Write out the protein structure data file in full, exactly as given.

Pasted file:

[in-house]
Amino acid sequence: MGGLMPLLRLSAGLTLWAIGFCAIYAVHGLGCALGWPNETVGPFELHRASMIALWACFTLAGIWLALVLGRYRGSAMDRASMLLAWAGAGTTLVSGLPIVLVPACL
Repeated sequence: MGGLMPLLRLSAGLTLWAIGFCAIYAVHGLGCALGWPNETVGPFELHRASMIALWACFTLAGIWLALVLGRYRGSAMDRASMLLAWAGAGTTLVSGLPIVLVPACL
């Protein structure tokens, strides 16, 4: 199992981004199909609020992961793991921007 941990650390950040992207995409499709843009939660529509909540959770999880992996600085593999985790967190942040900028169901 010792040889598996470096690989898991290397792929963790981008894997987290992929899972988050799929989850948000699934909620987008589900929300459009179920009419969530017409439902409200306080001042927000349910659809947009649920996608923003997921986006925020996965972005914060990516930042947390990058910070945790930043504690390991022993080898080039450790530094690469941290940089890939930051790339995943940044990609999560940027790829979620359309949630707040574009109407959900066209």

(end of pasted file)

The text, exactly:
[in-house]
Amino acid sequence: MGGLMPLLRLSAGLTLWAIGFCAIYAVHGLGCALGWPNETVGPFELHRASMIALWACFTLAGIWLALVLGRYRGSAMDRASMLLAWAGAGTTLVSGLPIVLVPACL
Repeated sequence: MGGLMPLLRLSAGLTLWAIGFCAIYAVHGLGCALGWPNETVGPFELHRASMIALWACFTLAGIWLALVLGRYRGSAMDRASMLLAWAGAGTTLVSGLPIVLVPACL
């Protein structure tokens, strides 16, 4: 199992981004199909609020992961793991921007 941990650390950040992207995409499709843009939660529509909540959770999880992996600085593999985790967190942040900028169901 010792040889598996470096690989898991290397792929963790981008894997987290992929899972988050799929989850948000699934909620987008589900929300459009179920009419969530017409439902409200306080001042927000349910659809947009649920996608923003997921986006925020996965972005914060990516930042947390990058910070945790930043504690390991022993080898080039450790530094690469941290940089890939930051790339995943940044990609999560940027790829979620359309949630707040574009109407959900066209």